The Bush Preemption Doctrine: Preemption Interruptus

The Bush Administration’s attempt to provide complete immunity to the drug industry ended today with a 6-3 vote of the United States Supreme Court. (We previously explored the Bush Administration’s attempt to use the preemption doctrine improperly here and here.) The Court has now issued its decision in Wyeth v. Levine, ruling that patients injured by a drug can sue the drug’s manufacturer for damages, even if the FDA had approved the drug to be marketed. The decision upholds a $6.7m verdict in favor of a Vermont musician who had her arm amputated when Wyeth’s Phenergan, an anti-nausea drug, entered an artery and caused gangrene. The manufacturer claimed that it was entitled to complete immunity from suit based on the FDA’s approval, and that any state claims should be preempted.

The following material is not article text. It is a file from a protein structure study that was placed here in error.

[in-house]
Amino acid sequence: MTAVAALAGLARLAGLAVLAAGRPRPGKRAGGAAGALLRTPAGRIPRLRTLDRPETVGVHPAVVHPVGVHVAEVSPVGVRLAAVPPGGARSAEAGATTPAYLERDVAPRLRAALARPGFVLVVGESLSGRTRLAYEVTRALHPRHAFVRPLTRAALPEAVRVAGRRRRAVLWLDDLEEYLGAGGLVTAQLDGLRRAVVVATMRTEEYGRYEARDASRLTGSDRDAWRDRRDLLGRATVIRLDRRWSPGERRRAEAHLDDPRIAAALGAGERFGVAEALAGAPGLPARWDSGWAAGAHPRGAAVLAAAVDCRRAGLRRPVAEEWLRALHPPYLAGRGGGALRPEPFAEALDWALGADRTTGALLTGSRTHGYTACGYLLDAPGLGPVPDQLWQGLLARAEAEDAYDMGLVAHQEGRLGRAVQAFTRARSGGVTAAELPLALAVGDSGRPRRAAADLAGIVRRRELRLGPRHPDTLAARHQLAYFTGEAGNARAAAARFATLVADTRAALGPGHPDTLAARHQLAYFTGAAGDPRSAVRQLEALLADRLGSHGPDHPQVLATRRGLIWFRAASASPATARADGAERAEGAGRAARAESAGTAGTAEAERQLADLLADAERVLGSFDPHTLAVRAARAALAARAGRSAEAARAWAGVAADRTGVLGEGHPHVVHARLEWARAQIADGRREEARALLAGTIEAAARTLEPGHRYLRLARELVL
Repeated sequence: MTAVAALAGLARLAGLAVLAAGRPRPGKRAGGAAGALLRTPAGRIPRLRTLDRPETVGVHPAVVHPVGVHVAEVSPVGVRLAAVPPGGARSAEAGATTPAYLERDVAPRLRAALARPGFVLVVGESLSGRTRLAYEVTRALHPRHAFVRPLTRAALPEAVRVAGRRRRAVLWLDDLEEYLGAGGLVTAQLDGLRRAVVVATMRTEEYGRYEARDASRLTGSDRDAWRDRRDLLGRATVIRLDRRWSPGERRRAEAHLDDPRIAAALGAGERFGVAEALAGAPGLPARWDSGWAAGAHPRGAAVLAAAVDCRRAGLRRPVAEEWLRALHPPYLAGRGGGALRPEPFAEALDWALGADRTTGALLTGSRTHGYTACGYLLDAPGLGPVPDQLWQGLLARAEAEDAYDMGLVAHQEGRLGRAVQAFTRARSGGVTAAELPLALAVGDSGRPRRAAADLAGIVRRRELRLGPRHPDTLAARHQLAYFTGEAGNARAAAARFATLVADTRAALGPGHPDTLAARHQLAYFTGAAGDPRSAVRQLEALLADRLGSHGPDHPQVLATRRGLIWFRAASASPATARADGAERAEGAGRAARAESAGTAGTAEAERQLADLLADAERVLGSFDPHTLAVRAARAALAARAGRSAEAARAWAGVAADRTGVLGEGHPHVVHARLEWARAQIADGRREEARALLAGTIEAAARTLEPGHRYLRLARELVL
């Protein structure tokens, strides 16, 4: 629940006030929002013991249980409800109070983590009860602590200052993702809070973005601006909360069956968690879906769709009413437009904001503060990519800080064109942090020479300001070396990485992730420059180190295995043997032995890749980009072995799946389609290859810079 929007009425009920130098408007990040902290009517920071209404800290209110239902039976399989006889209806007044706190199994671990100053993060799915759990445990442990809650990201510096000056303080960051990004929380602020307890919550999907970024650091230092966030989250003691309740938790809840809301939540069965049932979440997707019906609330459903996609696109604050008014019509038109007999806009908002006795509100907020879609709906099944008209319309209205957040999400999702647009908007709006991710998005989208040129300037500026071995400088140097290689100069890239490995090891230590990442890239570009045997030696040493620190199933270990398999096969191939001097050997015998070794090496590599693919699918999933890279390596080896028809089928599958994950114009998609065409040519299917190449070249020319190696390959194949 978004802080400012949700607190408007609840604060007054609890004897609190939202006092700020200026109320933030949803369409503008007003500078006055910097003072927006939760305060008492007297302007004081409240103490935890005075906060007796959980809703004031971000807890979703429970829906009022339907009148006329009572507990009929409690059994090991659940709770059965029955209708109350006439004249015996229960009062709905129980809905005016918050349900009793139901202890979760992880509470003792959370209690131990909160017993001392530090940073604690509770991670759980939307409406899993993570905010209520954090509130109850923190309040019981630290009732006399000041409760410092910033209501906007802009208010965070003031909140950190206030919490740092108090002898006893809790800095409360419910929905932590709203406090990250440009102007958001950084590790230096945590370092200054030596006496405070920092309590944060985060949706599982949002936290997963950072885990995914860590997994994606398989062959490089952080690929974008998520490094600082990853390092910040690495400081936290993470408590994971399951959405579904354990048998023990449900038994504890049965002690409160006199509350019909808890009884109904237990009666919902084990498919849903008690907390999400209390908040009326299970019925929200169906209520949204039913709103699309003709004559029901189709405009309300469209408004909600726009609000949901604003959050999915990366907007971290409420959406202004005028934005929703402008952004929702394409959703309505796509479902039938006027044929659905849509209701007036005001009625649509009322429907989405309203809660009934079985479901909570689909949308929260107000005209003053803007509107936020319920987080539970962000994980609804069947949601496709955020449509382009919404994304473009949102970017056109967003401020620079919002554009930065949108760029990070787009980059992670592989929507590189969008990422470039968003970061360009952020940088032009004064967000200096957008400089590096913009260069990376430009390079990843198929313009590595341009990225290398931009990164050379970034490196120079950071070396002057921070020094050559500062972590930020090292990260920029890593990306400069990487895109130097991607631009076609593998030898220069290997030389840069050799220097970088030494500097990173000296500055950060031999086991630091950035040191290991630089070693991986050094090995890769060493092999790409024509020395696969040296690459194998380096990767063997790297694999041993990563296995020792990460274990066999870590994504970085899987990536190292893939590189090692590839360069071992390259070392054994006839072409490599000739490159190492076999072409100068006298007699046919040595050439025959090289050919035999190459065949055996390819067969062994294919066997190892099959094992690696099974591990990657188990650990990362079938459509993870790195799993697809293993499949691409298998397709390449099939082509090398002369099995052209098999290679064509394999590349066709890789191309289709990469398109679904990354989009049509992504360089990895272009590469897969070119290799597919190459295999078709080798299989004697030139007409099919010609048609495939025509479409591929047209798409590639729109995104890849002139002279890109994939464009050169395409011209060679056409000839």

This opinion completes a trio of Court decisions on the preemption doctrine. The first, Riegel v. Medtronic, Inc. v. Good, established that state products liability suits were preempted by federal medical device regulations unless there were other FDA violations. The second, Altria Group, Inc. v. Good, established that state claims based on unfair trade practices could be asserted against cigarette manufacturers even though cigarette labeling is regulated by the FTC.

Today’s decision in Wyeth v. Levine is an essential one because the FDA is not able to ascertain before marketing all the risks of a drug or errors in labeling. When there is negligence by the manufacturers, the safeguard of the courts is needed to protect consumers fully. If the FDA were the only safeguard in the system, and there were no checks-and-balances provided by the courts, consumers would unquestionably be at greater risk. There is no doubt that the Court’s decision today was the correct one.


Wyeth v. Levine

Reigel v. Medtronic, Inc.

Altria Group, Inc. v. Good

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